Every time there was a death, Mephe saw a hummingbird. When Mephe was small, she thought it was just a coincidence, but it happened so much that she asked her grandmother about it.
“Oh,” said her grandmother.
That was all she said, but the next night she called a backyard feast—just their family and close friends, a few neighbours, Mama Blue, and the girl from the house next door who turned up unattended except for a lizard she was calling her pet. When everyone had drunk and ate and danced, her grandmother made her wheelchair rise up from the ground to make the announcement. “Mephe seen the hummingbird,” she said.
There were gasps. Mephe’s mother started crying, her father made a toast, saying he was proud of Mephe, that he always had been, and that he always knew she held great promise, even as a baby. This last part was untrue, but Mephe knew better than to correct him in front of company.
The next day Mama Blue came round to the house before school. She laughed at Mephe’s uniform. “You won’t need that where we’re going,” she said. “Go put on something comfortable.”
“Where we going?” said Mephe.
Mama Blue tapped the side of her nose.
Lesson One was held in the choje tree. Its trunk, although not smooth, was sparse, and it did not exactly invite climbing. It was lunchtime when Mephe finally got up there. Of course the girl with the lizard had made herself small and climbed on the lizard’s back and he took her up the tree in a matter of seconds.
“Should I get a lizard?” Mephe asked Mama Blue quietly.
The girl with the lizard laughed at her. “You can’t get a lizard,” she said. “Lizard gets you.”
“It may not be lizard though,” said Mama Blue. “Could be anything. You got to keep your eyes sharp for it.”
The next week Mephe kept her eyes sharp for it. It might not be a lizard, but she was surely not going to do anything to put any lizards off, so she was quiet around them, making room for them to approach her, leaving little trails of water in the red dust dirt outside her home in case they wanted to bathe or drink or play. But no lizards came for her.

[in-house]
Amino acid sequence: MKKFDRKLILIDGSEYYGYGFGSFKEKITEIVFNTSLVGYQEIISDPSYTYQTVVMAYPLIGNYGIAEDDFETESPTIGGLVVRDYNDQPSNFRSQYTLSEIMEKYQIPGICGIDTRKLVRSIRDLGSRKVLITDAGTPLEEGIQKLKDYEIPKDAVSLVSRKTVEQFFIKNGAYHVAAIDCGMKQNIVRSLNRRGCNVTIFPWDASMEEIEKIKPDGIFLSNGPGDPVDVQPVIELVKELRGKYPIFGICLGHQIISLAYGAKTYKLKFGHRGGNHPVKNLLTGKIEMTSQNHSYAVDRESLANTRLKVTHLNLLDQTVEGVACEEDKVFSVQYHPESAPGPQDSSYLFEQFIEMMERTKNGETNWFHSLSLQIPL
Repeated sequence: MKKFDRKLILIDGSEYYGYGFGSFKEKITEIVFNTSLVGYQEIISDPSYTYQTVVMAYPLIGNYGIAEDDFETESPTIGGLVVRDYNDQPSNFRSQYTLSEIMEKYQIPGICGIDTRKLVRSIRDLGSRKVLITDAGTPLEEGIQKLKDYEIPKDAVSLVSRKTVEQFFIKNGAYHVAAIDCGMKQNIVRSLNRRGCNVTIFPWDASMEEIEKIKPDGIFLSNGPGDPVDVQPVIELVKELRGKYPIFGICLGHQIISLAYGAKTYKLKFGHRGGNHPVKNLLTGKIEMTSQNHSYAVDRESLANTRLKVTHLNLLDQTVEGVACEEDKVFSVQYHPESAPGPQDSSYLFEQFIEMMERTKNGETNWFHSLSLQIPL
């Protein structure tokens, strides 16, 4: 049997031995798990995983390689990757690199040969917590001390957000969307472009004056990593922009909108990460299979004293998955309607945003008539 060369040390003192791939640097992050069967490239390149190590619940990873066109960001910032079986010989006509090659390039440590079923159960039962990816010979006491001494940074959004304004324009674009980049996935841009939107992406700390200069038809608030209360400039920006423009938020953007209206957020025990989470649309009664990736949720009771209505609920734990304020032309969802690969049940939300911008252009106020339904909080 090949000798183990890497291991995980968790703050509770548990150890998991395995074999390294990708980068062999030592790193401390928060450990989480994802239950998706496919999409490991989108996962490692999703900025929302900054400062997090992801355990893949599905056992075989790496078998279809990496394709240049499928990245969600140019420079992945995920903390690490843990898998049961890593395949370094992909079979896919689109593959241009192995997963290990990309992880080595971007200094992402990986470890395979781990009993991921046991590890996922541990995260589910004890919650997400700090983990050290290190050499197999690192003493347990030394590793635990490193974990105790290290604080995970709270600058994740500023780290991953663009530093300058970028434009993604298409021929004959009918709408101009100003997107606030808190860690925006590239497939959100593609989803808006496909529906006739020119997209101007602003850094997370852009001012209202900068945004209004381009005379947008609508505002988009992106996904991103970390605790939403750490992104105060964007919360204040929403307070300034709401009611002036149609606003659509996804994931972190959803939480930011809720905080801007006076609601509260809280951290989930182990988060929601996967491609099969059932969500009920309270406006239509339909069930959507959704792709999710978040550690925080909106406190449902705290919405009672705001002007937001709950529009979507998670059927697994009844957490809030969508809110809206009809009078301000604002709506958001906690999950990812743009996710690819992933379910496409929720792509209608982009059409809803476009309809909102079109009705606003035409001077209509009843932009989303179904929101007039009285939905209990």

The longer Mephe went without a lizard or some equivalent, the more the girl with the lizard laughed at her. The girl and her lizard went flying out on night journeys, and during the daytimes, Mama Blue let her oversee deaths and births and the more complicated types of illness. Mephe had to watch.
“Your time will come,” said Mama Blue when Mephe complained. “Big things come to those who wait.”
And then it happened. Mr Pepper died. He was the kind of man whose days were numbered since the beginning but who had been holding out for an argument with his wife, which had taken thirty or so years to complete. The day she let him have the last word, he dropped dead from his chair and the girl with the lizard flew in to wash him and wrap his naked, cold body in mud.
And there was a problem. Their house was filled with the stench of ultimatums and stale promises, and his wife still had her last comeback trapped inside her teeth. The hummingbird would not enter such a home. The hummingbird was at the window with refusal written into its beak.
“We’ll have to take the body outside,” said Mephe.
But Mr Pepper was enormous. He was over nine feet tall and full of muscle. In his last year of life, his lung had collapsed six times for the sheer effort of pumping air round such a huge body. His widow refused to help carry him, and Mama Blue had made herself scarce as she always did when she saw a teaching moment before her.
“Just get the hummingbird in here,” said the girl with the lizard.
But the hummingbird remained outside the window, not coming in even for the skeleton amphora of protea the girl with the lizard carried round her neck.
So Mephe picked him up. It was only when she got him outside, so the hummingbird could guide Mr Pepper’s spirit through the treachery of the underworld that Mephe realised she had not, as she thought, developed a superhuman strength to carry Mr Pepper out on her own. It was not adrenaline, nor was it a sudden gust of carrying wind, nor was it Mama Blue. It was a dragon. Her very own lizard. Her pet.
Laura Barker is a writer, artist, and facilitator. She runs a queer black writing group in London, UK. Her work has appeared in The Guardian and her YA novel Picnics was shortlisted for the Faber Andlyn BAME (FAB) Prize. She is an Aries Taurus cusp.